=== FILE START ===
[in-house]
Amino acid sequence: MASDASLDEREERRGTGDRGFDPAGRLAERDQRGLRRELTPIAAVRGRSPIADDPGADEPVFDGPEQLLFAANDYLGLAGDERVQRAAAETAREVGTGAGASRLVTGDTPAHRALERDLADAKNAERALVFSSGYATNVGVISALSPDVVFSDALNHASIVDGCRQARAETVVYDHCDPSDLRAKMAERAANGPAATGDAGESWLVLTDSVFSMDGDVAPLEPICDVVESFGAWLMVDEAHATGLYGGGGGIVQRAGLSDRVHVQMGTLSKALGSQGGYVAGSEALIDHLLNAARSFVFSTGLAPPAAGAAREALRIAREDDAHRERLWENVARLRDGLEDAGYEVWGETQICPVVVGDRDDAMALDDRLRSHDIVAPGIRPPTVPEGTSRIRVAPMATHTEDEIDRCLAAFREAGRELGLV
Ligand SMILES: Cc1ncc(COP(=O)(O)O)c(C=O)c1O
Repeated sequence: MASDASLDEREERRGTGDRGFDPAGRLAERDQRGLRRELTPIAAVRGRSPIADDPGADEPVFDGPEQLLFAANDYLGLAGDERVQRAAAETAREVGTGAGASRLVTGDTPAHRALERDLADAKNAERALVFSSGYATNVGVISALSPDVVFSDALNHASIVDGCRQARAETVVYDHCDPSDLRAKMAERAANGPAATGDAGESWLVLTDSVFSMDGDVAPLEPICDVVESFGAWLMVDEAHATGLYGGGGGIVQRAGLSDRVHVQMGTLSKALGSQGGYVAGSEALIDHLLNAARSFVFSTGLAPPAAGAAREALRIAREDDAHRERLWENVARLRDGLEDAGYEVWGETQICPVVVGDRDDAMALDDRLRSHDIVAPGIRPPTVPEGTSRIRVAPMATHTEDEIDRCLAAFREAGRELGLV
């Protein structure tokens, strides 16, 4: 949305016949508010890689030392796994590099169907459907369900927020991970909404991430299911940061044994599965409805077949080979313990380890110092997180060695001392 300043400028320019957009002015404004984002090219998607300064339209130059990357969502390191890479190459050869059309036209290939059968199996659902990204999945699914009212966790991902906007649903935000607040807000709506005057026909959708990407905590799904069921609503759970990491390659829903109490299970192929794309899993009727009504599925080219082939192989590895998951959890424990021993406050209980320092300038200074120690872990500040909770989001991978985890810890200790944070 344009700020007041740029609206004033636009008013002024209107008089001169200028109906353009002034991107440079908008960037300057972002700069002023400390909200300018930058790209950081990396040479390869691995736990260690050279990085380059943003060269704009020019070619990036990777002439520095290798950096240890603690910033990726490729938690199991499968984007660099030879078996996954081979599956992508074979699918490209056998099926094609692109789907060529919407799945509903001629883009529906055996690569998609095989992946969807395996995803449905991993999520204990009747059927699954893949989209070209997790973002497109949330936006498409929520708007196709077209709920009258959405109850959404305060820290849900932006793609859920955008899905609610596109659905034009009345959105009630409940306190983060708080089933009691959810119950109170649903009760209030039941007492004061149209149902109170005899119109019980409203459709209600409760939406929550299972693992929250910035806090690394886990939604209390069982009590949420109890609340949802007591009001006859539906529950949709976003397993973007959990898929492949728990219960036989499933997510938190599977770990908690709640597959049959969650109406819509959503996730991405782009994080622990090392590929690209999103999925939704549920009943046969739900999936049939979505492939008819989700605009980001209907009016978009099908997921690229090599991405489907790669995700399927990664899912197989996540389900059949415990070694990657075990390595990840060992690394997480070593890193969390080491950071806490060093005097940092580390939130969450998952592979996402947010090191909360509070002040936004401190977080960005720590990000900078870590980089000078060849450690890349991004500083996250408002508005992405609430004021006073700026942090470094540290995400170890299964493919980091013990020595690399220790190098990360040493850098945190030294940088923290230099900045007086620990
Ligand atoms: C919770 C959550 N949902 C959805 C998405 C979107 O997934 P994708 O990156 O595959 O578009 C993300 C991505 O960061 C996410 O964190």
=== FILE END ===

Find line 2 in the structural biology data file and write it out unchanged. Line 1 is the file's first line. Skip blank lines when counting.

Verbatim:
Amino acid sequence: MASDASLDEREERRGTGDRGFDPAGRLAERDQRGLRRELTPIAAVRGRSPIADDPGADEPVFDGPEQLLFAANDYLGLAGDERVQRAAAETAREVGTGAGASRLVTGDTPAHRALERDLADAKNAERALVFSSGYATNVGVISALSPDVVFSDALNHASIVDGCRQARAETVVYDHCDPSDLRAKMAERAANGPAATGDAGESWLVLTDSVFSMDGDVAPLEPICDVVESFGAWLMVDEAHATGLYGGGGGIVQRAGLSDRVHVQMGTLSKALGSQGGYVAGSEALIDHLLNAARSFVFSTGLAPPAAGAAREALRIAREDDAHRERLWENVARLRDGLEDAGYEVWGETQICPVVVGDRDDAMALDDRLRSHDIVAPGIRPPTVPEGTSRIRVAPMATHTEDEIDRCLAAFREAGRELGLV